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Island Park residents protest LIPA tax case


“Stop LIPA now! Stop LIPA now!” Island Park residents chanted on the corner of Long Beach and McCarthy roads on Sunday. At the site of the Long Island Power Authority’s E.F. Barrett Generation Station, they rallied against LIPA’s efforts to reduce its property taxes on the plant, and three other plants on Long Island, which would significantly raise residents’ taxes in the communities that host them.

“If Island Park gets hit with the 40 percent increase in taxes, which is what they’re trying to negotiate, we’ll be bankrupt. The school[s] will close,” said Jo-Ellen Risolo Sarnelli, treasurer of the Island Park Civic Association, which hosted the event. “This is a blue-collar community. There isn’t any way that we can afford that.”

Since 2010, LIPA has sought to reduce its tax payments at its power plant in Island Park and at others in Northport, Glenwood Landing and Port Jefferson. LIPA officials have argued that the plants are over-assessed by at least 90 percent, and are challenging Nassau County, the Town of Brookhaven, the Town of Huntington and the Village of Port Jefferson in court to reduce the plants’ value.

“That plant is going to continue to pollute us and hurt our property values,” Island Park resident Richard Schurin, an attorney and a member of the civic association, said at the rally. “In return for having the power plant in its community, [LIPA] supports the community by paying a large amount of taxes. We all bought our homes with that understanding. And what they’ve done is tear up that contract and say to us they don’t care about us anymore.”

Last month, Schurin learned of activism in Northport’s aimed at LIPA’s efforts. Since then, residents of Island Park and Northport have joined forces to raise awareness of the LIPA case and combat its potential effects on their communities. As cars passing the Island Park protest honked, residents waved signs that read, “Keep Your Promise,” “LIPA: Looting Island Park Area” and “Don’t Devastate Communities,” among others.

Paul Darrigo, of Northport, the founder of Concerned Taxpayers Against LIPA, said he supported the Island Park community. “I’ve never been surer that there’s strength in numbers,” Darrigo said. “LIPA is doing advertising that is very locally based, trying to make it seem like they’re only going after small taxing jurisdictions, but it’s really something that is going to impact all of Long Island.”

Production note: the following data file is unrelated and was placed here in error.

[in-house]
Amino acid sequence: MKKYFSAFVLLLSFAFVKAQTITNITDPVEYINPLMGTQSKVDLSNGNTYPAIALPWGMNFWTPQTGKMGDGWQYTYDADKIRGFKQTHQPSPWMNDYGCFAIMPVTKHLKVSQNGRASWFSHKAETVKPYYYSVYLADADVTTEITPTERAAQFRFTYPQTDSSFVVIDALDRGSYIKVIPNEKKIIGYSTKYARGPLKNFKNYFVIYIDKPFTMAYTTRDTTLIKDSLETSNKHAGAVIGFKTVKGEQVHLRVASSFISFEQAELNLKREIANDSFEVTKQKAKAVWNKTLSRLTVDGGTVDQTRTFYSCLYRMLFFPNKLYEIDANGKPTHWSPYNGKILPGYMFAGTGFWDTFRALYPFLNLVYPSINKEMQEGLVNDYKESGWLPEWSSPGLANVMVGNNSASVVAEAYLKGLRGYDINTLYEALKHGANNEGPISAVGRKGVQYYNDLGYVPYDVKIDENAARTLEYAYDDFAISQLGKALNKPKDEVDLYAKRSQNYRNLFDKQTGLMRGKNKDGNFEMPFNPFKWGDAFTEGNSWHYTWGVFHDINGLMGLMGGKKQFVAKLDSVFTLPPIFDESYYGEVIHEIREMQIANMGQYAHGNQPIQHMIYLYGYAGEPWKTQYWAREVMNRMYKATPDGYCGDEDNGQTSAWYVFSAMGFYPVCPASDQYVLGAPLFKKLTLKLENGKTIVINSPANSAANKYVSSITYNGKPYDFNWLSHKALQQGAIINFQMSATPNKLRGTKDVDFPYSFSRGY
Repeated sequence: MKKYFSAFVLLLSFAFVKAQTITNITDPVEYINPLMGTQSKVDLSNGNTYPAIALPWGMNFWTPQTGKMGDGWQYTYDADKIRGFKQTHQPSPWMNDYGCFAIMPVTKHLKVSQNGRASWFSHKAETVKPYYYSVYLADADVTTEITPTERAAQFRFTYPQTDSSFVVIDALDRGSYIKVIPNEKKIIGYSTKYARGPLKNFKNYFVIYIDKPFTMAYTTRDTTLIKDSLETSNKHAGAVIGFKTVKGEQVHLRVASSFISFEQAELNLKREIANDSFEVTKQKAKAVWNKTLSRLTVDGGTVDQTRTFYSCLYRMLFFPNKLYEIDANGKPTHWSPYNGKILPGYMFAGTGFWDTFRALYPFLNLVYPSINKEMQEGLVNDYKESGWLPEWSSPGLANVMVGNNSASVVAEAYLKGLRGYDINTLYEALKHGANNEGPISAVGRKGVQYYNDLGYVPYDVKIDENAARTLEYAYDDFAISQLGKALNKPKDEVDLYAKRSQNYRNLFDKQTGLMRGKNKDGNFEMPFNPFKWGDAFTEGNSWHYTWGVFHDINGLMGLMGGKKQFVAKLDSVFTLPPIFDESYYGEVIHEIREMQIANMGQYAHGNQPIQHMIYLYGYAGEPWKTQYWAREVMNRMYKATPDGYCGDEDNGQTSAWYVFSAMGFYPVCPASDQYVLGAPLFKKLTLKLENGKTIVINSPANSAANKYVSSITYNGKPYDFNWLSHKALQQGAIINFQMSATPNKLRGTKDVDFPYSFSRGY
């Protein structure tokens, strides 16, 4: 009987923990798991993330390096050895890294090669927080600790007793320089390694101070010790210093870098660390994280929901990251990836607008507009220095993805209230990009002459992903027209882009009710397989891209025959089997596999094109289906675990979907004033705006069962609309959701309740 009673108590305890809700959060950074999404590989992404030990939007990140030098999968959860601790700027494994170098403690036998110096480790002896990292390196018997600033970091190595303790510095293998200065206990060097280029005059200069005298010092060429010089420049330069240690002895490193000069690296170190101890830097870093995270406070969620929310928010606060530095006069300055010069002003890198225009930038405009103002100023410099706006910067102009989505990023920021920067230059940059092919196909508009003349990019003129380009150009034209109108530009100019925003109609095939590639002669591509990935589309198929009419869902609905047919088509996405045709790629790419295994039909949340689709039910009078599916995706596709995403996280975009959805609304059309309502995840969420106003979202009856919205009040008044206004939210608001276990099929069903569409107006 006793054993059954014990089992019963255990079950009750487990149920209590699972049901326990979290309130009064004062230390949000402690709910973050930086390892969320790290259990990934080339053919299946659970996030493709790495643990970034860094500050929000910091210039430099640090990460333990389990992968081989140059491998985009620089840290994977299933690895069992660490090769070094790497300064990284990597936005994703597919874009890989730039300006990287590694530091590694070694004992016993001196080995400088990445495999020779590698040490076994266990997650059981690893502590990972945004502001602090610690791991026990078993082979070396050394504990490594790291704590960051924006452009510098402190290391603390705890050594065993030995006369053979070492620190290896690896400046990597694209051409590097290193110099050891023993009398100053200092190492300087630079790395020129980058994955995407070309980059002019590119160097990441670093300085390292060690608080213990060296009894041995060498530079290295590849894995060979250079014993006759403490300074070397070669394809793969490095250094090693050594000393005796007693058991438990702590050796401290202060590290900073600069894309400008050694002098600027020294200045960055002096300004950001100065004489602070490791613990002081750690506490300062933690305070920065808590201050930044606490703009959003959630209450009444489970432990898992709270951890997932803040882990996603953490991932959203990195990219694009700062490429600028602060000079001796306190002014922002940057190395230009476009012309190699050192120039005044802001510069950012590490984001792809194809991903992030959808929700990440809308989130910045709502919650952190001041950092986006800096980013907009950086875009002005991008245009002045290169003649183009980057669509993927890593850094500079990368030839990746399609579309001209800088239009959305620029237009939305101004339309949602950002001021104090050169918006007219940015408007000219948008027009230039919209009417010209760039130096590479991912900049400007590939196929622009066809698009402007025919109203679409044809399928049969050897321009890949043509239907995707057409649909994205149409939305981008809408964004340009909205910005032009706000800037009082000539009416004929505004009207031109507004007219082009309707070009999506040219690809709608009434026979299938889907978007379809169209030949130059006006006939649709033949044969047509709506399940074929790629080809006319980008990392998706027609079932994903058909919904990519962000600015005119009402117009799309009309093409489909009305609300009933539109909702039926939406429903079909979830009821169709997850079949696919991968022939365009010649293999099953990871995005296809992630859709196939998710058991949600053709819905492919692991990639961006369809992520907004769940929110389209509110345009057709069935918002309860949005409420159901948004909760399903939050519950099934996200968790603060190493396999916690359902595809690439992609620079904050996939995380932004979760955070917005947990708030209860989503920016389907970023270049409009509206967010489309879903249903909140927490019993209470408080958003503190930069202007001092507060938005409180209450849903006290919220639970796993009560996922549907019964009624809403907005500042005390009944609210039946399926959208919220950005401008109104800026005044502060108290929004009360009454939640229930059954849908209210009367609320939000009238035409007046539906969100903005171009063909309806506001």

Darrigo added that he was regularly meeting with local elected officials about the issue, working on advertising campaigns to combat LIPA’s tax challenge, educating residents and planning more protests in coordination with other communities.

Local officials, including Island Park Mayor Michael McGinty, Hempstead Town Councilman Anthony D’Esposito and Nassau County Legislator Denise Ford, also attended the rally.

“While I understand [seeking a] tax certiorari, I also understand the deleterious impact that these events will have on [this area],” McGinty said. “LIPA has promised, too, to rebuild the plants here to be environmentally and economically friendly, so they haven’t kept their word at any step in the process. It’s unconscionable.”

D’Esposito, who was raised and lives in Island Park, expressed concern about the future of the Island Park community and school district. “The purpose of today is to make sure LIPA continues its fair share of what Island Park has taken a burden of for many, many years,” he said.

Ford noted that the toll on the county would be great as well, and many Island Park residents could be forced to move out, resulting in an increase in the number unoccupied, so-called “zombie” homes in the area, if taxes were raised.

“It’s an unfair assessment,” Sarnelli said. “It’s like saying, ‘I own my house but I don’t use it as much anymore, so I don’t want to pay all my taxes, and it’s not running as efficient as it should, so I’m going to ask that my taxes get decreased.’ If they can do it, why can’t we do it? Our businesses are struggling; we’ve been struggling since Sandy. This will just make it that much worse.”

Mike Smollins and Peter Belfiore contributed to this story.